The guys discuss how Damon is far less than 1/3 of an elite athlete, challenge the likelihood of Ted eating cookies, and then discover the best part of waking up needs Bluetooth to your cup.
While DJ Cornerstone is out doing a fundraiser for the local food banks. Mike shares a story from his family reunion in Jackson Mississippi when he had an opportunity to go over to Jackson State University to get a picture of Coach Deion Sanders and Dwayne ” The Rock” Johnson running a mini camp of the top talent in the Historically Black College or University (HBCU) conference for the new XFL football league. Doc continues to give valuble input on how mentoring someone will give the mentee a more excellent way of doing something.
Howdy! Bummy Bears, here! Thanks for checking this episode out! It’s a wild one! We talk about Jerry possibly getting Child Support (you’d be shocked at how much money that would be), which countries have the best standard of living (🇺🇸🇺🇸🇺🇸), ways to off yourself, and Justin introduces a new game to the boys, but Frank HATES GIVING AND RECEIVING COMPLIMENTS.
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Think about the last time you went to the doctor, chances are you went to the wrong person for medical advice.
In this episode of Well Honestly, the ladies dig deep into the work of Dr Tony Hampton and uncover one of the major reasons many brown women globally aren’t receiving the quality medical care that they need.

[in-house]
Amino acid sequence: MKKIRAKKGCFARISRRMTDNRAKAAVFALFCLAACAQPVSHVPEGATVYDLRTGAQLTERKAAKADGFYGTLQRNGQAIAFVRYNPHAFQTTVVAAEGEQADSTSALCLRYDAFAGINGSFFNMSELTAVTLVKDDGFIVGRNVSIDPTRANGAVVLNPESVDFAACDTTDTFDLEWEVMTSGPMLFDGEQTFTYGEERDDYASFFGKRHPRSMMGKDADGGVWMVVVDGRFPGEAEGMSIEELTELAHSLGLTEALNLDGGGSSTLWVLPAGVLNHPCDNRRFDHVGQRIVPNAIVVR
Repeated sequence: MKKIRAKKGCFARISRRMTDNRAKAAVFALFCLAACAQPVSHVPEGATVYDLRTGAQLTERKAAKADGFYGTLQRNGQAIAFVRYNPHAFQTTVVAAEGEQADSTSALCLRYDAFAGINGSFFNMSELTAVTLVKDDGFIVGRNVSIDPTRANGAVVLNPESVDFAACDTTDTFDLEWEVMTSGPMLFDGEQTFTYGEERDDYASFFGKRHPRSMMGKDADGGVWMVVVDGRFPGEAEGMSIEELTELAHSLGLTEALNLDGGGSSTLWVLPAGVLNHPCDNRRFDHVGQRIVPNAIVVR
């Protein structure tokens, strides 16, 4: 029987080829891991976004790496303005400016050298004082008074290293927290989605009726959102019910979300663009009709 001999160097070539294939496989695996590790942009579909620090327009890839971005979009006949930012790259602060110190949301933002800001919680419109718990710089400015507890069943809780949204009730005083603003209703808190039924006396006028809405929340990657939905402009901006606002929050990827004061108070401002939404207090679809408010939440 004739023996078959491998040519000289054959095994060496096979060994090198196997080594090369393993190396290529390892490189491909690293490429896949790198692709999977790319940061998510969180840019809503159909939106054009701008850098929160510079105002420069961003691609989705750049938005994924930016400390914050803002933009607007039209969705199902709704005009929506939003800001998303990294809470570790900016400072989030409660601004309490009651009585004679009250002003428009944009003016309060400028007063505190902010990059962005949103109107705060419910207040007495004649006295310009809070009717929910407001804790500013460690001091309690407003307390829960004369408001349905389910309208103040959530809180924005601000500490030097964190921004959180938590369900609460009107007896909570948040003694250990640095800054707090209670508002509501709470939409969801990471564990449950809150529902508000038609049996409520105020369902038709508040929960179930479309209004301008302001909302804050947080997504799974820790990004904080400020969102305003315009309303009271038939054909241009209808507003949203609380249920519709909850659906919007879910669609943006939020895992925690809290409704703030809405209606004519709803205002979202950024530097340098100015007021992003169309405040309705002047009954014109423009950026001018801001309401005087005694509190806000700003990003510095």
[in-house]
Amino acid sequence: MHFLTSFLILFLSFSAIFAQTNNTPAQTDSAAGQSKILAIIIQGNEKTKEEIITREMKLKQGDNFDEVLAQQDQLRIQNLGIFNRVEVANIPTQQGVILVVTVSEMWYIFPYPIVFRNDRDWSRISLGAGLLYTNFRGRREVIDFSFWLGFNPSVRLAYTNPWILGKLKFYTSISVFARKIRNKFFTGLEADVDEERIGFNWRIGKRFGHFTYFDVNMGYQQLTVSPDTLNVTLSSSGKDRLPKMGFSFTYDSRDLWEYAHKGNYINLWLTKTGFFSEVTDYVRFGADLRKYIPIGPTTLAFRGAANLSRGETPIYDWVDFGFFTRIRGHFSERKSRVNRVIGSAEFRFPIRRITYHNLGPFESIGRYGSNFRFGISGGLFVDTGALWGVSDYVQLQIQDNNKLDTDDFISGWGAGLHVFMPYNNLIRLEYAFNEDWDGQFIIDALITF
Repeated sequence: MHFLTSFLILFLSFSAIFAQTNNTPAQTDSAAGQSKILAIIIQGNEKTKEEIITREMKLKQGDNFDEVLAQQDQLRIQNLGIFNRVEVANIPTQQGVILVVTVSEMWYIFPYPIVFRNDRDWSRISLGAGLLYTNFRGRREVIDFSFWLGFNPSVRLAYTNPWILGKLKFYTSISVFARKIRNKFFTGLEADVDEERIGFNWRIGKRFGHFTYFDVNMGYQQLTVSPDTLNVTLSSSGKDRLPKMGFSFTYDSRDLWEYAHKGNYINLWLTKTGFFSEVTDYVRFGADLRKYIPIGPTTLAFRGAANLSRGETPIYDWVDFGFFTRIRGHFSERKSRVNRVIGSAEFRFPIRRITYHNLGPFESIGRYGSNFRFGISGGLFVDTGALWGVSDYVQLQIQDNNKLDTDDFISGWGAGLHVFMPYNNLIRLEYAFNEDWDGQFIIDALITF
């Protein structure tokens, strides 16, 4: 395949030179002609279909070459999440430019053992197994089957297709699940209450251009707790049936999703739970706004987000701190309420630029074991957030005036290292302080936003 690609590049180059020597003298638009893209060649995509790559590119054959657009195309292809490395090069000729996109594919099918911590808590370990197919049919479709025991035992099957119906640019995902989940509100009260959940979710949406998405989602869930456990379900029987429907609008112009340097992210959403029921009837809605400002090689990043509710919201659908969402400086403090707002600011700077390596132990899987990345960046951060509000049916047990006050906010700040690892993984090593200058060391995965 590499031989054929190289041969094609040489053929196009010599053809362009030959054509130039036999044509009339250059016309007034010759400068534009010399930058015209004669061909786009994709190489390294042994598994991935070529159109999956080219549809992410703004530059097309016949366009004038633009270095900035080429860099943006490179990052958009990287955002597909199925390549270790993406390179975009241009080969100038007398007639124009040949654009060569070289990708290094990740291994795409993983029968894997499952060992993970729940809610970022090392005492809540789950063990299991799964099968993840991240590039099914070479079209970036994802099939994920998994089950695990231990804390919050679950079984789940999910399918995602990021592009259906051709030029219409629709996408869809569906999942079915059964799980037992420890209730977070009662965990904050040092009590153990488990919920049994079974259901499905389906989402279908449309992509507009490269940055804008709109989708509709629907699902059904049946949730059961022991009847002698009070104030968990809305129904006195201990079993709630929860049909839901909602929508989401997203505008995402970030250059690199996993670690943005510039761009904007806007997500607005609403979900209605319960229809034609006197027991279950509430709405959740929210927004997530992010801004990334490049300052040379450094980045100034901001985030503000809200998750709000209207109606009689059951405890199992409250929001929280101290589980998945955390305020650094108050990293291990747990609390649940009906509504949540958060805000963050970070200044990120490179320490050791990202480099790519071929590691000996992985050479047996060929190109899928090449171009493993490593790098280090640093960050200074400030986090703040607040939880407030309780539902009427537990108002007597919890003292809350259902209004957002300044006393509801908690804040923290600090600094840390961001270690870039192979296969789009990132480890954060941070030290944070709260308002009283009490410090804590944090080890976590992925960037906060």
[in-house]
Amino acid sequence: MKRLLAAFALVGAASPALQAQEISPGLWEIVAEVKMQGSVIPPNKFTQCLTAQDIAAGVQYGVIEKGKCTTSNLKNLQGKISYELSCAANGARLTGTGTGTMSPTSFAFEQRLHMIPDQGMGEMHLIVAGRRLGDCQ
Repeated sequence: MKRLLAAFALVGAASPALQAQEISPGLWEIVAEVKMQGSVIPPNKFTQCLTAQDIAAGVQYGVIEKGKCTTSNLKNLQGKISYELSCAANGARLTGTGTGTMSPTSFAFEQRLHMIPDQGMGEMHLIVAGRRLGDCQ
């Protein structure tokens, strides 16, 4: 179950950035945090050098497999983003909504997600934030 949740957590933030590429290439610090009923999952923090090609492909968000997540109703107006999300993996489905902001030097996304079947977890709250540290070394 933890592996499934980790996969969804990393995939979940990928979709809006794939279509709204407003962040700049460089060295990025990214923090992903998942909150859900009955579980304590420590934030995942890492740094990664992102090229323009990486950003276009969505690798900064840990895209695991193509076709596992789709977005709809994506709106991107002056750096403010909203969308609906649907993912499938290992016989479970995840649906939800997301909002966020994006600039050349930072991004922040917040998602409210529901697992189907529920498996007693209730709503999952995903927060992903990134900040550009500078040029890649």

What is the difference between a traditional doctor vs a functional doctor? According to the institute of functional medicine “the Functional Medicine model is an individualized, patient-centered, science-based approach that empowers patients and practitioners to work together to address the underlying causes of disease and promote optimal wellness. It requires a detailed understanding of each patient’s genetic, biochemical, and lifestyle factors and leverages that data to direct personalized treatment plans that lead to improved patient outcomes.”
During a traditional doctors appointment you’d meet with a physician and a few supportive medical team members to categorize your current level of health. The goal is to determine any concerning health issues and document the severity. We’ve all been there. You go in to see your doctor to learn about what is going on with your body and you take a few tests and leave with a new medication. The medication is usually prescribed to treat the symptoms and not the cause for the disruption of your health.
That is where Functional Medicine comes in. Within this realm of treatment, the patient’s health is the main priority and not the symptoms. The goal is to find the root of the problem and work as a team to restore the patient to optimal health and wellness. This is especially important during the pandemic.
When breaking down why Black and brown people were impacted the most during the pandemic Dr. Hampton focused on communities of color dealing with stress, unbalanced cultural food choices, lack of sleep and even trauma. His well documented data set that allows him to outline health via the NEST model is shocking. (Featured below as 😉